We have never seen anything like Stephen Curry before, and Saturday night reminded us we should all thank our lucky stars that we have the ability to watch him nearly nightly while he’s healthy and spry.
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Curry returned from a frightening sprained left ankle in the third quarter to put up 31 points after injury and 46 overall as Golden State finished off a dominant road trip with a 121-118 victory over Oklahoma City. Curry, who suffered from numerous ankle injuries early in his career, hit a game-winning 3-pointer in overtime from 38 feet away.
The splash tied an NBA record for 3-pointers in a game (with 12), all in a game that saw him break his own mark for 3-pointers in a season.
The reigning MVP now has 288 3-pointers in a season. We should also remind that this game was played on Feb. 27, and Curry wrapped up last season’s record in mid-April.
The Warriors had every right to be out of this game. The team hasn’t played at home since Feb. 9, and the nationally televised pairing with the Thunder marked the seventh and final game of a long road trip for a squad that has played more road contests than any other so far this season. The Thunder raced out to a 19-5 lead in the first quarter, looking to add a sixth loss to Golden State’s ledger as the Warriors (now 53-5) chase down Chicago’s 20-year old record for wins in a season.
That 72-10 Bulls team never had to face anything like Curry, though, as the MVP nailed 12 of 16 from deep and 14 of 24 overall, while adding six assists. Standout performances from Klay Thompson (31 points, several key defensive plays) and Draymond Green (versatile defense, with 14 rebounds, 14 assists, six steals and four blocks) also aided in the Warriors' comeback.
Oklahoma City’s Kevin Durant added 37 points, 12 rebounds and five assists prior to fouling out in overtime, while Russell Westbrook came through with 26 points, seven rebounds and 12 assists, but it wasn’t enough. Nothing ever seems to be against Golden State.
Despite the hot start, Thunder turnovers and strong bench play helped Golden State make a game of it by halftime. The teams were trading baskets with OKC up 57-52 with 10 1/2 minutes left in the third when Curry appeared to badly sprain his left ankle on a fruitless fast break. Worse, Westbrook inadvertently stepped on Curry’s ankle right after the twist. Curry, who struggled through several ankle sprains and a right ankle surgery in his first few seasons, stayed on the ground and called for an intentional foul to pause play before heading to the locker room.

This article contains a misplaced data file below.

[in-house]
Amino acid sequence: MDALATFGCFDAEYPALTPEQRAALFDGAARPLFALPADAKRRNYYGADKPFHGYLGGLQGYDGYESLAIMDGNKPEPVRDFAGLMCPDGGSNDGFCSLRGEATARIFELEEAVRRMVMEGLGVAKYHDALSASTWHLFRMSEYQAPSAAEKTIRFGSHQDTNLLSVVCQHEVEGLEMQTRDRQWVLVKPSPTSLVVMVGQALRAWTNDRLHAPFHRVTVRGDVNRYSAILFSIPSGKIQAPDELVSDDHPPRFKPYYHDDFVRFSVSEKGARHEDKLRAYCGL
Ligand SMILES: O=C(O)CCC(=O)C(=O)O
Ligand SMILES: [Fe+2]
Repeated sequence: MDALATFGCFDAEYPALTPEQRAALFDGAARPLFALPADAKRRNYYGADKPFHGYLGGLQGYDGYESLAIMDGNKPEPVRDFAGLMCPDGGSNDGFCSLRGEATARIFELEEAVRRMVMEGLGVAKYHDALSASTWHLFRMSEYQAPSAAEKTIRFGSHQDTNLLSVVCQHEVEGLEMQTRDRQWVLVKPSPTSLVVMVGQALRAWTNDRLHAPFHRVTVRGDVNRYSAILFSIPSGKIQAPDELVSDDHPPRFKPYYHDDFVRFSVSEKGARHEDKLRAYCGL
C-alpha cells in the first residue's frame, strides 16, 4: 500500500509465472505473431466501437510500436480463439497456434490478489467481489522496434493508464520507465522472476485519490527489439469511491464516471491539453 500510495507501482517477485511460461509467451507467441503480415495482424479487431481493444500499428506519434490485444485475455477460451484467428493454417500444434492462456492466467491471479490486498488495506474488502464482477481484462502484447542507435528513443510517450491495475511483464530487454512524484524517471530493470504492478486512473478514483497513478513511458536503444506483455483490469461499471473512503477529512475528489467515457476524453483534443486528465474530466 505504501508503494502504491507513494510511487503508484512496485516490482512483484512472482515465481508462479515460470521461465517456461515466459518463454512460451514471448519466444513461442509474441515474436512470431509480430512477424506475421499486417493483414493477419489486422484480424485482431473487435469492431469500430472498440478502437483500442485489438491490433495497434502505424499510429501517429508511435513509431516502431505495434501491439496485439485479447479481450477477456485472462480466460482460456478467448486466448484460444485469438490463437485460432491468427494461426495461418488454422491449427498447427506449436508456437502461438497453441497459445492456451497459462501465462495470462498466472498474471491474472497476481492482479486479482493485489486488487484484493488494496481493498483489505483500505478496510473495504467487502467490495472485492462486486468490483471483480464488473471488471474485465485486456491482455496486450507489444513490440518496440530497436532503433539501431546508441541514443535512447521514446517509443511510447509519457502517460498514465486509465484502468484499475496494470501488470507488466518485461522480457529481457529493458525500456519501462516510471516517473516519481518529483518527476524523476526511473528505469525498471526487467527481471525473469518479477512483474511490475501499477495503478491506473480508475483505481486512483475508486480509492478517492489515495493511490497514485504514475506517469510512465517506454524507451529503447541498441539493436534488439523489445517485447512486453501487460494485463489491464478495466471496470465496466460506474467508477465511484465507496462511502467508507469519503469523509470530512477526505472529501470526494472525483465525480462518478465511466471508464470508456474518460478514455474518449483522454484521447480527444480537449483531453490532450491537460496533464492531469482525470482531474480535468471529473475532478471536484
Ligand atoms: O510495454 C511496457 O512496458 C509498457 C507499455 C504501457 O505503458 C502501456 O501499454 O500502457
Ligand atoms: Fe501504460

Emerging with a retaped ankle after missing just five minutes of game time (with the Thunder having added just a single point to their lead), Curry started to warm up by adding 11 points before the end of the third. Oklahoma City kept the Warriors at arm’s length for most of that period and the fourth, though the Thunder added just another point to their lead when the MVP took a rest midway through the fourth quarter.
The Warriors were clearly tired, unable to corral momentum on cuts that usually result in easy layups, but Oklahoma City just could not capitalize. Six turnovers in the second quarter (with 22 overall; Durant and Westbrook combined for 12) and nine missed free throws helped mitigate an astounding 30-rebound advantage for the Thunder.
By the time Durant hit a three to put Oklahoma City up 103-99 with 14 seconds left, though, things seemed wrapped up. Klay Thompson hit a quick layup following a timeout, but with OKC inbounding the ball to Durant (an 89 percent free-throw shooter) prior to an expected intentional foul, Golden State seemed set for its sixth loss in 59 games.
The Warriors did not foul, however, trapping Durant and forcing him into a long cross-court pass that Klay Thompson tipped. Draymond Green chased down and dove for the loose ball, sending it to Thompson, who proceeded to do just about everything wrong: Klay declined to call a timeout and looked off an open Stephen Curry in order to pass ahead to Andre Iguodala. The 2015 Finals MVP then decided to take a shot that is hardly in his repertoire with less than a second remaining – a 20-foot jumper with Kevin Durant closing out.
Durant fouled Iguodala, though, sending him to the line as the buzzer sounded. Iguodala, a 61 percent free-throw shooter who has been the target of Hack-a-Dre intentional fouls both this season and last, calmly nailed both to send the game to overtime.
The Thunder raced out to an early five-point lead in the extra frame, but Durant was baited into hacking Curry on a drive with 4:13 left in overtime, fouling himself out of the game in the process. Sensing blood in the water, going small as Oklahoma City fuddled with its lineup, the Warriors pounced.
Curry managed 10 in the overtime run prior to the game-winner that sent the NBA into conniptions:
These two teams will pay each other on Thursday evening on TNT. If the contest is half as good as this one, it’ll be one of the more entertaining games you’ve ever seen.
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